Last Updated August 2023 | This article was created by editorial staff and reviewed by Beth Oller, MD

What is herpes?

Herpes is the name of a group of viruses that cause painful blisters and sores. The most common viruses are:

  • Herpes zoster: This causes chickenpox and shingles.
  • Herpes simplex virus (HSV) type 1 and type 2: Type 1 usually causes cold sores or fever blisters around the mouth. Type 2 usually causes sores on the genitals (sexual organs).

Genital herpes is a sexually transmitted infection (STI). Once you’re infected, you have the virus for the rest of your life.

Symptoms of a herpes infection

Many people who get herpes never have symptoms. Sometimes the symptoms are mild and are mistaken for another skin condition. Symptoms of genital herpes may include:

  • Painful sores in the genital area, anus, buttocks, or thighs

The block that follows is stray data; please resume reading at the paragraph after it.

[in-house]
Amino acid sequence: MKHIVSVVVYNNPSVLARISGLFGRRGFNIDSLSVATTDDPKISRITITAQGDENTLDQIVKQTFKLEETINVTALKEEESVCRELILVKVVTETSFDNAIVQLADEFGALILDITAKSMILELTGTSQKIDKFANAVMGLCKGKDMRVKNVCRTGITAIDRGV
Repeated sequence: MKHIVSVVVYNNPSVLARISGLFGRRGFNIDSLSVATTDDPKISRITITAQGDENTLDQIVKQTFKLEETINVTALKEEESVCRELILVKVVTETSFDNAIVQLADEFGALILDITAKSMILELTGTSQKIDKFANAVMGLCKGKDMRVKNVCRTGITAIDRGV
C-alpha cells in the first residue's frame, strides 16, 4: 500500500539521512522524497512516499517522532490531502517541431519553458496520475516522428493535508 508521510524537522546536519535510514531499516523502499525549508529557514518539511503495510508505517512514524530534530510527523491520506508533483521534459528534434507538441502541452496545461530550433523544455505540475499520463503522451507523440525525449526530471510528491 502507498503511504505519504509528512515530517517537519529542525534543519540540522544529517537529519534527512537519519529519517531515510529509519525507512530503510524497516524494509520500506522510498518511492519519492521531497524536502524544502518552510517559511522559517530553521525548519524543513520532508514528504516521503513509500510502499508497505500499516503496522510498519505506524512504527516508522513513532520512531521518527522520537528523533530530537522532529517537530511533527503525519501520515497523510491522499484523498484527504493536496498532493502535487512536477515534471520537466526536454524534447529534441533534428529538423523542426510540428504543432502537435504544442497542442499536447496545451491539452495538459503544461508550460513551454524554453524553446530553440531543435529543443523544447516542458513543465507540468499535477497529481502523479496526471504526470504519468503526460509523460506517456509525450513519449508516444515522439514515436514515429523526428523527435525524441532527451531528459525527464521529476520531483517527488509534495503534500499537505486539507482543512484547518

• Itching
  • Painful urination
  • Vaginal discharge
  • Tender lumps in the groin

During the first outbreak (called primary herpes), you may experience flu-like symptoms. These include body aches, fever, and headache. Many people who have a herpes infection will have outbreaks of sores and symptoms from time to time. Symptoms are usually less severe than the primary outbreak. The frequency of outbreaks also tends to decrease over time.

Stages of infection

Once you have been infected with the virus, you’ll go through different stages of infection.

  • Primary stage: This stage starts 2 to 8 days after you’re infected. Usually, the infection causes groups of small, painful blisters. The fluid in the blisters may be clear or cloudy, and the area under the blisters will be red. The blisters then break open and become open sores. You may not notice the blisters, or they may be painful. It may hurt to urinate during this stage. While most people have a painful primary stage of infection, some don’t have any symptoms. In fact, they may not even know they’re infected.